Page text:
What fuels your desire to create?
I’ve always wanted to. From the moment I learned there was such a thing as theatre I wanted to be part of it. I always tell a story that the first time I saw a play at maybe five years old, there were a few older children in it who, at one point in the show, ate doughnuts. I decided that acting equaled eating doughnuts, and a star was born. But the honest reality is that the room full of people watching them quietly and approvingly while they ate the doughnuts is what really put the hooks in me. All those adults smiling and nodding while the kids pretended to be someone else. That was what I wanted.
Directing for me came out of a less adorable instinct. I became interested in directing in my late 20s mainly because I had a few really good experiences with directors that underscored what, in my mind, was the bad directing I sometimes came into contact with (mostly in terms of leadership) and I felt like I should give it a try myself rather than complain. I also decided, around the same time, that teaching might be a way to have the best of both worlds (steady paycheck plus artistic life) and researched enough to know that graduate directing programs typically gave you more teaching experience and took in fewer applicants than acting programs (therefore, graduating fewer competitors for jobs). So, acting came out of pure love and joy while directing was a very calculated move.
The best thing about being an artist is...
Two things: The people I’ve gotten to work with and the encouragement to use
failure as a tool for finding success.
What is the greatest obstacle for you in working with self?
I tend to start strong, with no fears, then, once everything is up and running, start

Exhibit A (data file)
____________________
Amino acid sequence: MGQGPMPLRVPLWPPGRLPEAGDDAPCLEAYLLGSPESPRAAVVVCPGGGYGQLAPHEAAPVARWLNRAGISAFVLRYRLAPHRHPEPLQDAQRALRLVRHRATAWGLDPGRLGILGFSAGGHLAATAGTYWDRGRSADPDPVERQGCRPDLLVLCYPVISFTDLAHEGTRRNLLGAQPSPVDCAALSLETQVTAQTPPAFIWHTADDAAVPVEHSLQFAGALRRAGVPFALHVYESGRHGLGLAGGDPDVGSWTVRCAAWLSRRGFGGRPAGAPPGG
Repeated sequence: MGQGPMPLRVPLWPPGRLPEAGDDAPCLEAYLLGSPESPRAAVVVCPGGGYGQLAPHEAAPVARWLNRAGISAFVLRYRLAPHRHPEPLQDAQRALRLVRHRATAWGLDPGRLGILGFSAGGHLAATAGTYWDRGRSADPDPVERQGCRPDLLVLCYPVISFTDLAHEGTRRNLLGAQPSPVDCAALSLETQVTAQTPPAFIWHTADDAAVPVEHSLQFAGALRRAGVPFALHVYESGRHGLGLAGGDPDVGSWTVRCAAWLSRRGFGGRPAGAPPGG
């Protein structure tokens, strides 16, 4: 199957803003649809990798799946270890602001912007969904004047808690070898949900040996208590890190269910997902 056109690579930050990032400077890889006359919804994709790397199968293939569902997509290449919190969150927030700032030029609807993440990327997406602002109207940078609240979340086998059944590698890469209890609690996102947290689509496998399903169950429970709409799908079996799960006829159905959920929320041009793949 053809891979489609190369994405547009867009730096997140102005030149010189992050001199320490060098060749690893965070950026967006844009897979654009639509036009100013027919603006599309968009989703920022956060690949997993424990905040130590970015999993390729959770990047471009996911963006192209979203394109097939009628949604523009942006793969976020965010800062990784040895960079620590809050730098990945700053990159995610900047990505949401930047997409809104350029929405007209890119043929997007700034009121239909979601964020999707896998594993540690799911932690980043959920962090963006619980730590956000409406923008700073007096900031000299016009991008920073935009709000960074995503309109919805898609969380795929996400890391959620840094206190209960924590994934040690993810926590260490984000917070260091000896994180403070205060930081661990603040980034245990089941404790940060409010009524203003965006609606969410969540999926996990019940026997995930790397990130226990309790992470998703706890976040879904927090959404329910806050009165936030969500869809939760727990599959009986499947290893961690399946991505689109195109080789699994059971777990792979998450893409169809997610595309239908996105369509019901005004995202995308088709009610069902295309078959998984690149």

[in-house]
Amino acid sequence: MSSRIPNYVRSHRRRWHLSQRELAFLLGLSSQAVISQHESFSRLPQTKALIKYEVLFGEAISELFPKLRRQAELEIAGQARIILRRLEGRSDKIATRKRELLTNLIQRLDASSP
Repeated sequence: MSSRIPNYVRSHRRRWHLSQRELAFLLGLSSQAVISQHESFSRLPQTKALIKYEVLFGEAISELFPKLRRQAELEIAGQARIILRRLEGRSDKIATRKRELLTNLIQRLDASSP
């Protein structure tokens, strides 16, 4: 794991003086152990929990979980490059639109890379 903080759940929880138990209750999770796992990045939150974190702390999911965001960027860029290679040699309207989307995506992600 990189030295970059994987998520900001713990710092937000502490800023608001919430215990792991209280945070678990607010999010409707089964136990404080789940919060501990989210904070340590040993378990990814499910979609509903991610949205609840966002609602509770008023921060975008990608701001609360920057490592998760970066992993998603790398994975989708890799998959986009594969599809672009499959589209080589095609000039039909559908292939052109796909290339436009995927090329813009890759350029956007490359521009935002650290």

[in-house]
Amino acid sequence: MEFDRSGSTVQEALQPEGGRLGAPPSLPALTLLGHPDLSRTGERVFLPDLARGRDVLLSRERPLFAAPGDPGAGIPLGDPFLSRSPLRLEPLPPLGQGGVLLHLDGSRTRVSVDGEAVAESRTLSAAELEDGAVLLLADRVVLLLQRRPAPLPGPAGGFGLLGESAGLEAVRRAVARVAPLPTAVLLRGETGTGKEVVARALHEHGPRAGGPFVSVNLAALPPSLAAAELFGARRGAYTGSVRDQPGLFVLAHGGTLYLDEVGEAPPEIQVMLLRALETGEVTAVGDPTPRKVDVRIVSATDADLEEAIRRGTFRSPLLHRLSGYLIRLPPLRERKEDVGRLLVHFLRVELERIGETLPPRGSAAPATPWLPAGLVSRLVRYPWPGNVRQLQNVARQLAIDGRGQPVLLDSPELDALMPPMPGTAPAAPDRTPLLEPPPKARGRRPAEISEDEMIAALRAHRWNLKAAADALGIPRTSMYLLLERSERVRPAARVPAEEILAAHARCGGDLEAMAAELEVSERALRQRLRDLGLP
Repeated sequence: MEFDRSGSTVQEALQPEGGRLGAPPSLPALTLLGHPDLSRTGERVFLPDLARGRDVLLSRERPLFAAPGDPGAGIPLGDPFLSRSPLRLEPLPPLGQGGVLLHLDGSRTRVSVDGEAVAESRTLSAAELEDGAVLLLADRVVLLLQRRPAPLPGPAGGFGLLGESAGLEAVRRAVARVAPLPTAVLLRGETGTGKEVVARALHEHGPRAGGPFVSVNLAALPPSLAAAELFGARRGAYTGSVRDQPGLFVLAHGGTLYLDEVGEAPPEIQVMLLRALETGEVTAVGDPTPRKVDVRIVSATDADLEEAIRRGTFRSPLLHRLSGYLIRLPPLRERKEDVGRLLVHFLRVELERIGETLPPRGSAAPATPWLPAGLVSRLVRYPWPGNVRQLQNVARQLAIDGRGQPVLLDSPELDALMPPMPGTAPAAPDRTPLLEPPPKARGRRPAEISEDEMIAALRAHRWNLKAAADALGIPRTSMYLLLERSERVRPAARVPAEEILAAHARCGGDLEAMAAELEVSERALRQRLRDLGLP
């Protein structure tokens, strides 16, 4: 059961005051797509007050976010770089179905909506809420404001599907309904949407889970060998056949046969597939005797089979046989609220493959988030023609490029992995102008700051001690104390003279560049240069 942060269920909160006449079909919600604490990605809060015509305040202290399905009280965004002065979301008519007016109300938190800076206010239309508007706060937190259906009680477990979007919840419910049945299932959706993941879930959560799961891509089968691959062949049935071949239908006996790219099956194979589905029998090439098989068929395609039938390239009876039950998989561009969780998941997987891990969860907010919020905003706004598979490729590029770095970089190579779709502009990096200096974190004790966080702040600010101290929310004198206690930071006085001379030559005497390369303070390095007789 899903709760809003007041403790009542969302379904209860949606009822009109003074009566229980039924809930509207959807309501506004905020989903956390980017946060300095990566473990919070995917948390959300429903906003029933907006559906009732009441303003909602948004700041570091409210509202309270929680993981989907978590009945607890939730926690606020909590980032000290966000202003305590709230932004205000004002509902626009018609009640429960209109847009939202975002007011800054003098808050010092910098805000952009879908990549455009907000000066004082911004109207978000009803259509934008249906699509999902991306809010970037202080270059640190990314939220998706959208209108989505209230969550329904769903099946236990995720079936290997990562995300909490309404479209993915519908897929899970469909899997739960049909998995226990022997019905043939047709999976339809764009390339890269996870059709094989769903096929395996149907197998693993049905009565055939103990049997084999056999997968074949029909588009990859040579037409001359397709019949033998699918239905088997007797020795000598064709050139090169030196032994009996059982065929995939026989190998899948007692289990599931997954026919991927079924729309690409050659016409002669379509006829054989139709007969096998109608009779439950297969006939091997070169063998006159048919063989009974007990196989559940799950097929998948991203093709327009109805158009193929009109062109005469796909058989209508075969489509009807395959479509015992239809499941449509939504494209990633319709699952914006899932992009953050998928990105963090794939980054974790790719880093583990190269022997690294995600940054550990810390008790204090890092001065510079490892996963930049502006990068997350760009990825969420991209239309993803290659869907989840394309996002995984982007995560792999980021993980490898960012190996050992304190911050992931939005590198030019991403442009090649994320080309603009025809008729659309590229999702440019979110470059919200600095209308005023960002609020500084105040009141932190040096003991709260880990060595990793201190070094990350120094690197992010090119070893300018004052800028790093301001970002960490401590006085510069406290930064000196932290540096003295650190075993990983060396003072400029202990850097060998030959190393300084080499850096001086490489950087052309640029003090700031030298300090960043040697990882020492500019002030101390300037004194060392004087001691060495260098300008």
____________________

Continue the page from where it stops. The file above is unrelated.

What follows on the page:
second-guessing myself and withdrawing. It’s something I have to really watch in
myself, that instinct to back away and give up.
Have you ever thought of giving up?
Yes. In some ways I did give up on myself as an actor. That choice came along at a time when I wasn’t getting work after years of working very steadily. I had gained a lot of weight, changing my type, and had some financial issues, so I had to really throw myself into working and making money. I was very unhappy for a few years, not practicing the thing I loved doing and not sure how to get myself back into it. I had stopped improvising, and was no longer being invited to improvise and I wasn’t sure what had happened there and was too depressed about everything to even make an effort to re-start my acting career or go back to an improv class. I worked as a graphic designer for seven years (though I had limited abilities and no formal training) and at that point, I really considered going to school for design and just resigning myself to a desk job for the rest of my life. I also considered law school. I had done one round of grad school applications the year before with no luck and had decided to give it one more try but, if it didn’t work out, I was just going to give up.
That’s when I got into school for directing, back at FSU where I had gotten my undergraduate degree. So I was able to focus all my energy on learning about directing and teaching and that pulled me, very slowly (and very unevenly), out of depression. Then I found Michael Chekhov and started practicing and teaching his techniques, and that’s how I’m finding my way back to acting, which I’ve missed very much and felt incomplete without (it’s been 10 years since I was last in a play!). I don’t have a concept of “giving up” anymore because I’ve realized that, as long as I’m still alive, I can maybe find my way back. I’m hopeful, anyway.
In 2016, SUPER SPACE is serving as a vehicle to facilitate Created to Create Project.
CREATED TO CREATE
INTRODUCING ONE ARTIST PER WEEK, FOR 52 WEEKS IN 2016.
Beginning, January, 1st, 2016
ACTORS, ARTISTS, THEATRE MAKERS, FILM MAKERS, DESIGNERS, TEACHING ARTISTS, STUDENTS all chosen because they spend a part each day creating. Artists will be chosen in no particular order.
Introduce artists from different parts of the world. People who use different mediums and whose practice is at a different skill level. A thing they all have in common is unique sense of style and self-expression.